Lam governed global financial hub through unprecedented upheaval of anti-government protests and COVID-19.
Hong Kong leader Carrie Lam, who has governed the global financial hub through the unprecedented upheaval of anti-government protests and COVID-19, said on Monday she will not seek a second five-year term of office.
Lam’s announcement came as media said Chief Secretary John Lee, Hong Kong’s second most senior official, was set to resign to join the race to replace Lam in May and become the Chinese-ruled city’s next leader.
“There’s only one consideration and that is family. I have told everyone before that family is my first priority in terms of my consideration. They think it’s time for me to go home,” Lam told a regular press briefing.
Lam, born in British-ruled Hong Kong in 1957 and a lifelong civil servant who describes herself as a devout Catholic, took office in 2017 with a pledge to unite a city that was growing increasingly resentful of Beijing’s tightening grip.
Two years later, millions took to the streets in sometimes violent anti-government protests that ultimately led Beijing to impose a sweeping national security law in June 2020, giving it more power than ever to shape life in Hong Kong.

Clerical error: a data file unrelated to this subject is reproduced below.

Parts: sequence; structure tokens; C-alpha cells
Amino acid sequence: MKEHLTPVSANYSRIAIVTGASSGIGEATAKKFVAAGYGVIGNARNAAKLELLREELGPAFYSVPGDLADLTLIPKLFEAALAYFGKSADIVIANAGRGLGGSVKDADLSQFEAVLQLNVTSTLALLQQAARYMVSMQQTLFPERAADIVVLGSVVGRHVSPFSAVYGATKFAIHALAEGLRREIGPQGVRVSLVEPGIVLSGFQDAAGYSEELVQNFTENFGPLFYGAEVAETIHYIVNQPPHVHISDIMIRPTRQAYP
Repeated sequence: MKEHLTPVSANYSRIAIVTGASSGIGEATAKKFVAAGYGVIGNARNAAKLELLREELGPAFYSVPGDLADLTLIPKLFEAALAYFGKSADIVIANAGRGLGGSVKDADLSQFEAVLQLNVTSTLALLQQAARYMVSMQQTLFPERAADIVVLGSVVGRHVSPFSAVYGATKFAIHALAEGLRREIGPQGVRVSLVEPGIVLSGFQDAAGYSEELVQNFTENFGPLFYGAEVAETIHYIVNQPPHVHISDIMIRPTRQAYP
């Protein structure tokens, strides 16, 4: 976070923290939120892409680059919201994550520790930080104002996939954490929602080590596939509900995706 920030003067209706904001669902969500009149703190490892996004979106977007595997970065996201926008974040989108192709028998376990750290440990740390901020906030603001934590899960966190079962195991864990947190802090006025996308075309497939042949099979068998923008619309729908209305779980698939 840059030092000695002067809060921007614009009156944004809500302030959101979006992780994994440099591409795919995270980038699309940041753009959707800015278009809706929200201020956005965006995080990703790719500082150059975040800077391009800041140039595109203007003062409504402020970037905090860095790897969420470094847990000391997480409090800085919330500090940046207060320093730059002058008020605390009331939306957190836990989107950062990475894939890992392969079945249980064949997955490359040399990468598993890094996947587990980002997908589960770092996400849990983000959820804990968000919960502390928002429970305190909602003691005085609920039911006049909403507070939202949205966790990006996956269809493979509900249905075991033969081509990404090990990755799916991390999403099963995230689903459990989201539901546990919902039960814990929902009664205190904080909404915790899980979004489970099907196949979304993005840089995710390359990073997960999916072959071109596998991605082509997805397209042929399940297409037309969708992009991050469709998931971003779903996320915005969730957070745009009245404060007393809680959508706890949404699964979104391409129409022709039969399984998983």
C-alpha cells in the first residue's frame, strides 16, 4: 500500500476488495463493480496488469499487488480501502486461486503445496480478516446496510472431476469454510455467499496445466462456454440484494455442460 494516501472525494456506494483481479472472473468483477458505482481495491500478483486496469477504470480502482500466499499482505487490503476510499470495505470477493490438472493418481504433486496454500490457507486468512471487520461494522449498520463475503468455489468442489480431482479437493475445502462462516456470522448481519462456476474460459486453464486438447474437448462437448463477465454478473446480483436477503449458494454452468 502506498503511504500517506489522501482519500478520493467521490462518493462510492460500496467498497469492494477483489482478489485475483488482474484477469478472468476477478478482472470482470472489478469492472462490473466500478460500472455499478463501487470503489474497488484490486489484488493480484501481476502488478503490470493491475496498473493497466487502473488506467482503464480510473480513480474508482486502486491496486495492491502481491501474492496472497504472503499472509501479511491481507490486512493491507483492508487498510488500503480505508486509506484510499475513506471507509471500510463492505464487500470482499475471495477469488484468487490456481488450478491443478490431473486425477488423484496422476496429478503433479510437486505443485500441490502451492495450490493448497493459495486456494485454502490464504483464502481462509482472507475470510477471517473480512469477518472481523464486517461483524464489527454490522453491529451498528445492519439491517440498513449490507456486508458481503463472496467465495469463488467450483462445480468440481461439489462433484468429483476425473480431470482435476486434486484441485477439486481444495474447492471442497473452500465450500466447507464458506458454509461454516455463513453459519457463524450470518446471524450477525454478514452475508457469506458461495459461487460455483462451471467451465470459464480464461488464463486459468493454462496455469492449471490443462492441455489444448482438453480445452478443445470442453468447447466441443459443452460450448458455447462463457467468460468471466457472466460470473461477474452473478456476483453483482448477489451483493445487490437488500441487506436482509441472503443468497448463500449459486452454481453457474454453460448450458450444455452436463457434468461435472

City leaders are selected by a small election committee stacked with Beijing loyalists so whoever becomes the next leader of the former British colony will do so with Beijing’s tacit approval.
Lee, 64, a security official during the prolonged and often violent 2019 pro-democracy protests, was promoted in 2021 in a move some analysts said signalled Beijing’s priorities for the city related to security rather than finance or the economy.
Lee did not immediately respond to a request for comment.
The leadership election was pushed back from March 27 to give the government time to battle a COVID outbreak that has infected more than a million of the 7.4 million people in the former British colony.
Since Hong Kong returned to Chinese rule in 1997, it has had four chief executives, who all struggled to balance the democratic aspirations of some residents with the vision of China’s Communist Party leaders.